Palonosetron – USA

Palonosetron – USA

On Feb 14, 2017, A New Jersey federal judge found that Dr. Reddy’s Laboratories Inc.’s palonosetron product infringed patents on Helsinn Healthcare SA’s anti-nausea drug (Aloxi) and rejected Dr. Reddy’s contention that two of those patents are invalid.
DRL submitted NDA No. 203050 to the FDA pursuant to the Hatch-Waxman Act, 21 U.S.C. § 505(b)(2), seeking approval to market its own palonosetron product. The patents covered by DRL’s Paragraph IV certifications include U.S. Patent Nos. 7,947,724 (“the ’724 patent”); 8,729,094 (“the ’094 patent”); and 9,066,980 (“the ’980 patent”). Helsinn contends that DRL’s Accused Product infringes thirteen claims in the Asserted Patents. DRL has raised the defense of non-infringement for three of those claims and argues that the other ten are invalid.
DRL’s Accused Product contains sodium acetate trihydrate and it asserted that it idoes not fall under the definition of chelating agent. Claim construction construed the term “chelating agent” to mean a “multidentate ligand that can form a ring structure by reacting with a metal ion. The court based on a review of all of the evidence presented at trial, and as reflected in the findings of fact above, concluded that Helsinn proved by a preponderance of the evidence that the acetate present in DRL’s product is a multidentate ligand that can form a ring structure by reacting with a metal ion. Accordingly, the Accused Product contains a “chelating agent”.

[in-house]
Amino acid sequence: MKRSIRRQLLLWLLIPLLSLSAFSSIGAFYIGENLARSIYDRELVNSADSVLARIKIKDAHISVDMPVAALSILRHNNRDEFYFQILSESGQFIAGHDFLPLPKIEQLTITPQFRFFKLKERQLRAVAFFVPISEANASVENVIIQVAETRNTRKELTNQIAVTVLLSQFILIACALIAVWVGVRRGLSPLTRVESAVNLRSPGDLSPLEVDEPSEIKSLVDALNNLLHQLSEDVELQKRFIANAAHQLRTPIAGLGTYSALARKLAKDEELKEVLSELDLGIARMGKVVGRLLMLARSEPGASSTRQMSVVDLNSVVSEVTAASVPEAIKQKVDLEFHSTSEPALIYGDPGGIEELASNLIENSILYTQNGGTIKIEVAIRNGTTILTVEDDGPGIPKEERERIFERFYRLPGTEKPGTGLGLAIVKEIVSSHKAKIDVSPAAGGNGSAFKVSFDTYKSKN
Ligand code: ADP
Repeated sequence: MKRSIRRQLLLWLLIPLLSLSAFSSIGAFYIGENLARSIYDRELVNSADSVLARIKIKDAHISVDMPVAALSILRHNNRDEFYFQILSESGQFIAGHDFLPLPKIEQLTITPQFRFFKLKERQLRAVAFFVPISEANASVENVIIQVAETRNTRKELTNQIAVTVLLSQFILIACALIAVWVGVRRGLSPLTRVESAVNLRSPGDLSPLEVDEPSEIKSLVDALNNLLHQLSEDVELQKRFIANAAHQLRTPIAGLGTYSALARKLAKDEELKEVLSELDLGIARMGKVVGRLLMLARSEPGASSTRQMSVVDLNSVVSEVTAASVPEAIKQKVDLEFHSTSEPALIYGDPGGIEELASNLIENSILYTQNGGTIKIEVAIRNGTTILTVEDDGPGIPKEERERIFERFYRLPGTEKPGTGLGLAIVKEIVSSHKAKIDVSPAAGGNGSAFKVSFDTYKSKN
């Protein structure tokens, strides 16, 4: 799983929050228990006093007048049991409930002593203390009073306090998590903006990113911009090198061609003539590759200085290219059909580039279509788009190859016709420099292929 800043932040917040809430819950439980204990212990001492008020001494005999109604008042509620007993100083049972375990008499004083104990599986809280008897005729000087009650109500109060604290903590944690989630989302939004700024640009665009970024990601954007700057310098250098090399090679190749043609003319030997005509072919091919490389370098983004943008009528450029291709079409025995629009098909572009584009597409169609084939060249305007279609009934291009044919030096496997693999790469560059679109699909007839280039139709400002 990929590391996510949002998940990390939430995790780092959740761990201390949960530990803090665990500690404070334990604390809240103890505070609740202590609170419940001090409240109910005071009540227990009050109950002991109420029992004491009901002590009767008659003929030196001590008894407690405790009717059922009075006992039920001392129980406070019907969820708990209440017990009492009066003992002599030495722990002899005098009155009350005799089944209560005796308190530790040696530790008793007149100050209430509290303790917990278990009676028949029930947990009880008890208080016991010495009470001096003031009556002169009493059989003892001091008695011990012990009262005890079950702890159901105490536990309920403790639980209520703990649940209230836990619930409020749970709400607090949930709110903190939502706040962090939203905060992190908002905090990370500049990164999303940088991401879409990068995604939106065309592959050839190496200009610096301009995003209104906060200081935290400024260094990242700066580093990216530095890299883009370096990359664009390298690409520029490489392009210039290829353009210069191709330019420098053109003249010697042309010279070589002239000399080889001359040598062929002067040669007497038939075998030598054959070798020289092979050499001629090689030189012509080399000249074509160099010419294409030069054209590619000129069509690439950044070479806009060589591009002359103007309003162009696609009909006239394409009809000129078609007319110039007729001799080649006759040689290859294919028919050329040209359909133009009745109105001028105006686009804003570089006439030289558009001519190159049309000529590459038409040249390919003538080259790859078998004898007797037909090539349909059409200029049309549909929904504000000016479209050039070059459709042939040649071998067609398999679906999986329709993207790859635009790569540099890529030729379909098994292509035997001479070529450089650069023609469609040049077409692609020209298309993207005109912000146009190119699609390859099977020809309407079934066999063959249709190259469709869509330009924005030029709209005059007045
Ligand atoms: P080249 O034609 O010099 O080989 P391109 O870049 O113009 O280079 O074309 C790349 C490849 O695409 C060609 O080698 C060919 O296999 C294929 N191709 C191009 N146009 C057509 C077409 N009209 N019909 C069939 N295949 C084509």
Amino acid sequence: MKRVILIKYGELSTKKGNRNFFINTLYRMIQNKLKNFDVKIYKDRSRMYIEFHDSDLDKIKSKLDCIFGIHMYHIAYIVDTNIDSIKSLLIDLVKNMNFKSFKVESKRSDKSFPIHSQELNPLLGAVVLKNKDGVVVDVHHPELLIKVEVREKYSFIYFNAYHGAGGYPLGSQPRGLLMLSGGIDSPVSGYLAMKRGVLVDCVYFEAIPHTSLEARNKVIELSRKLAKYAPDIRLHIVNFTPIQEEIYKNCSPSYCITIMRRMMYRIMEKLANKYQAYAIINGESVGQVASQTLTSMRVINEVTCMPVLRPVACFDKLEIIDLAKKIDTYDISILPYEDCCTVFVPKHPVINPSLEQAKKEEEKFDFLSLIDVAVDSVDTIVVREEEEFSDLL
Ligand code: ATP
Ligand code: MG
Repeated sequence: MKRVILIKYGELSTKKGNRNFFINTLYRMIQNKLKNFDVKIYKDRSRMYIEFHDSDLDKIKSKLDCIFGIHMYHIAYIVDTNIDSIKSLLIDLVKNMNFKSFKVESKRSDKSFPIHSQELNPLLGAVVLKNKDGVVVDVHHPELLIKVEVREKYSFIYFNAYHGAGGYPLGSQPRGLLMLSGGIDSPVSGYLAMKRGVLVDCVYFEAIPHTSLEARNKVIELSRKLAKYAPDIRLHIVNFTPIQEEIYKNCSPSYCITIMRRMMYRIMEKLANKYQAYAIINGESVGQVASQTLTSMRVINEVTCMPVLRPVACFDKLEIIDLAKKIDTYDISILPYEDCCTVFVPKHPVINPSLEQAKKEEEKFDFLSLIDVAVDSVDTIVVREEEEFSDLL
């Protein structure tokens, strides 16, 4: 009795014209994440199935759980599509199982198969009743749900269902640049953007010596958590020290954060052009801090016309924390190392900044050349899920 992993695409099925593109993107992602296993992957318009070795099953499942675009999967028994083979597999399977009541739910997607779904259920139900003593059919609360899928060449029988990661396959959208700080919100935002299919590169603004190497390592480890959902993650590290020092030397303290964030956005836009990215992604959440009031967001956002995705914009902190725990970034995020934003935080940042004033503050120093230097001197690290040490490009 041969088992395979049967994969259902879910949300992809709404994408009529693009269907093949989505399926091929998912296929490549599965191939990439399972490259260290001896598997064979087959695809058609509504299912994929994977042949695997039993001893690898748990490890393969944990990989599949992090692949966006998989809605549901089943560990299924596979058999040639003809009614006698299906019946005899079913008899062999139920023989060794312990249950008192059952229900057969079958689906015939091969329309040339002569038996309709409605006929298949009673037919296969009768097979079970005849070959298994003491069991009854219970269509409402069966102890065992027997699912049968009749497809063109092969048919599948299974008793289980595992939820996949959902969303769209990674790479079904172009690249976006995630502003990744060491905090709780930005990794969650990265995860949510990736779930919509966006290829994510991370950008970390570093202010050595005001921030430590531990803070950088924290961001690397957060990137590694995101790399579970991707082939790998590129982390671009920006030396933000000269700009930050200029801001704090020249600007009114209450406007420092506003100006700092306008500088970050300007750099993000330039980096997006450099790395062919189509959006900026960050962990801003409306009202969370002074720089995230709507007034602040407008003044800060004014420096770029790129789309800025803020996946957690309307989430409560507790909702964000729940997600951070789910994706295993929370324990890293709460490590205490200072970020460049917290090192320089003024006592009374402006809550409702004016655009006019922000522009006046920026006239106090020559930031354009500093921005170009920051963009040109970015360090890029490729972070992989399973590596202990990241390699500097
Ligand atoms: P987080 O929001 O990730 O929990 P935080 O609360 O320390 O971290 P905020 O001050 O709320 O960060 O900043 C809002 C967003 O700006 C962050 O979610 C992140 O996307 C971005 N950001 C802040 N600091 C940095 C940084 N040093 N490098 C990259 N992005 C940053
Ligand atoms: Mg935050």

DRL raised Enablement and Written Description grounds for invalidity. On enablement court said that weighing the relevant Wands factors, we conclude that the totality of this evidence does not support a finding that undue experimentation would be necessary to practice the asserted claims. On Written Description ground court said that we have considered the arguments and evidence presented by DRL and the countervailing arguments and evidence by Helsinn, and find that Helsinn’s evidence is more persuasive on the matter of written description.
Therefore we conclude that DRL has failed to meet its burden of demonstrating, by clear and convincing evidence, that the asserted claims are invalid for lack of enablement or lack of written description.
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